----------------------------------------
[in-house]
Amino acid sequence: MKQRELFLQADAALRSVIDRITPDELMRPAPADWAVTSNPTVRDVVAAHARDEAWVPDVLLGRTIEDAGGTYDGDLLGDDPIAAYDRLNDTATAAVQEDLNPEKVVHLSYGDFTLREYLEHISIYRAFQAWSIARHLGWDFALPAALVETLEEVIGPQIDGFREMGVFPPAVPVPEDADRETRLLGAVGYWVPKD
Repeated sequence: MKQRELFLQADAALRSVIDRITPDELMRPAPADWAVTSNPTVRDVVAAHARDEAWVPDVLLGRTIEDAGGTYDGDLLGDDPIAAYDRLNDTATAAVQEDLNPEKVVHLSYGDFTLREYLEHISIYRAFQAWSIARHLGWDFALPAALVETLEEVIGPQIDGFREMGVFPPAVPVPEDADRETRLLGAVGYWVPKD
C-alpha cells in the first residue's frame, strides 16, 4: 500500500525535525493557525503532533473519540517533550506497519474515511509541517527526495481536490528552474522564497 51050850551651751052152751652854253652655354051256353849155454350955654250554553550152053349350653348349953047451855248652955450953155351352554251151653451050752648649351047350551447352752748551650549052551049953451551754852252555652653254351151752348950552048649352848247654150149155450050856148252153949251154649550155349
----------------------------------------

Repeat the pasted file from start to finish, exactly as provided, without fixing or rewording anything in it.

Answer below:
[in-house]
Amino acid sequence: MKQRELFLQADAALRSVIDRITPDELMRPAPADWAVTSNPTVRDVVAAHARDEAWVPDVLLGRTIEDAGGTYDGDLLGDDPIAAYDRLNDTATAAVQEDLNPEKVVHLSYGDFTLREYLEHISIYRAFQAWSIARHLGWDFALPAALVETLEEVIGPQIDGFREMGVFPPAVPVPEDADRETRLLGAVGYWVPKD
Repeated sequence: MKQRELFLQADAALRSVIDRITPDELMRPAPADWAVTSNPTVRDVVAAHARDEAWVPDVLLGRTIEDAGGTYDGDLLGDDPIAAYDRLNDTATAAVQEDLNPEKVVHLSYGDFTLREYLEHISIYRAFQAWSIARHLGWDFALPAALVETLEEVIGPQIDGFREMGVFPPAVPVPEDADRETRLLGAVGYWVPKD
C-alpha cells in the first residue's frame, strides 16, 4: 500500500525535525493557525503532533473519540517533550506497519474515511509541517527526495481536490528552474522564497 51050850551651751052152751652854253652655354051256353849155454350955654250554553550152053349350653348349953047451855248652955450953155351352554251151653451050752648649351047350551447352752748551650549052551049953451551754852252555652653254351151752348950552048649352848247654150149155450050856148252153949251154649550155349